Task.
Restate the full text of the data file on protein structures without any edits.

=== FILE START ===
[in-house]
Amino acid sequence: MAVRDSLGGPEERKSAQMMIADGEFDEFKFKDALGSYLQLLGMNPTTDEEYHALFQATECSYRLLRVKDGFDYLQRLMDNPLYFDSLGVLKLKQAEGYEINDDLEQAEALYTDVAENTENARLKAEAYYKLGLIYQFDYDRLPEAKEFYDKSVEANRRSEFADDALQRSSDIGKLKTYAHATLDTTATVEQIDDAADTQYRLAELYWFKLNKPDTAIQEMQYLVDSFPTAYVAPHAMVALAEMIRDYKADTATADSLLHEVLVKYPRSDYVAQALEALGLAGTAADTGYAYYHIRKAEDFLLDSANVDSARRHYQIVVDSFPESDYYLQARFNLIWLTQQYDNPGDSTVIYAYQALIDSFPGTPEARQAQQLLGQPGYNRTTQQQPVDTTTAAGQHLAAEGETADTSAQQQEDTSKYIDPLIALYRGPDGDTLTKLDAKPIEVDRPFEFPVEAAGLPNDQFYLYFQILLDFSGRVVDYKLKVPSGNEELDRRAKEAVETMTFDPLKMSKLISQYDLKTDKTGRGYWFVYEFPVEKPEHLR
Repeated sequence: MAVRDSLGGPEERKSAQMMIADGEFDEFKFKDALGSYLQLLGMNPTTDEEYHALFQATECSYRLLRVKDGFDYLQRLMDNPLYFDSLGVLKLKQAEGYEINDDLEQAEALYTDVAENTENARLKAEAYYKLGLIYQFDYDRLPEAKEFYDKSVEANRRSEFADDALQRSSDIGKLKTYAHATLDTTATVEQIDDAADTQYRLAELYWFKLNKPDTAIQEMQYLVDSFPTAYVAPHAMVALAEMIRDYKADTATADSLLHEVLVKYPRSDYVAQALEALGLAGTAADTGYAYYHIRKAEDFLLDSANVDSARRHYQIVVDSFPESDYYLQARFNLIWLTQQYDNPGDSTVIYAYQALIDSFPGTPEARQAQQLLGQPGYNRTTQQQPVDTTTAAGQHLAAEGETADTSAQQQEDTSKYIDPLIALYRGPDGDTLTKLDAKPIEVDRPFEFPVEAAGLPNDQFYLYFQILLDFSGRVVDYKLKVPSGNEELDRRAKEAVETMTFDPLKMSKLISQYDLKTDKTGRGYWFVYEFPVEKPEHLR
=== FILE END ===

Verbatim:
[in-house]
Amino acid sequence: MAVRDSLGGPEERKSAQMMIADGEFDEFKFKDALGSYLQLLGMNPTTDEEYHALFQATECSYRLLRVKDGFDYLQRLMDNPLYFDSLGVLKLKQAEGYEINDDLEQAEALYTDVAENTENARLKAEAYYKLGLIYQFDYDRLPEAKEFYDKSVEANRRSEFADDALQRSSDIGKLKTYAHATLDTTATVEQIDDAADTQYRLAELYWFKLNKPDTAIQEMQYLVDSFPTAYVAPHAMVALAEMIRDYKADTATADSLLHEVLVKYPRSDYVAQALEALGLAGTAADTGYAYYHIRKAEDFLLDSANVDSARRHYQIVVDSFPESDYYLQARFNLIWLTQQYDNPGDSTVIYAYQALIDSFPGTPEARQAQQLLGQPGYNRTTQQQPVDTTTAAGQHLAAEGETADTSAQQQEDTSKYIDPLIALYRGPDGDTLTKLDAKPIEVDRPFEFPVEAAGLPNDQFYLYFQILLDFSGRVVDYKLKVPSGNEELDRRAKEAVETMTFDPLKMSKLISQYDLKTDKTGRGYWFVYEFPVEKPEHLR
Repeated sequence: MAVRDSLGGPEERKSAQMMIADGEFDEFKFKDALGSYLQLLGMNPTTDEEYHALFQATECSYRLLRVKDGFDYLQRLMDNPLYFDSLGVLKLKQAEGYEINDDLEQAEALYTDVAENTENARLKAEAYYKLGLIYQFDYDRLPEAKEFYDKSVEANRRSEFADDALQRSSDIGKLKTYAHATLDTTATVEQIDDAADTQYRLAELYWFKLNKPDTAIQEMQYLVDSFPTAYVAPHAMVALAEMIRDYKADTATADSLLHEVLVKYPRSDYVAQALEALGLAGTAADTGYAYYHIRKAEDFLLDSANVDSARRHYQIVVDSFPESDYYLQARFNLIWLTQQYDNPGDSTVIYAYQALIDSFPGTPEARQAQQLLGQPGYNRTTQQQPVDTTTAAGQHLAAEGETADTSAQQQEDTSKYIDPLIALYRGPDGDTLTKLDAKPIEVDRPFEFPVEAAGLPNDQFYLYFQILLDFSGRVVDYKLKVPSGNEELDRRAKEAVETMTFDPLKMSKLISQYDLKTDKTGRGYWFVYEFPVEKPEHLR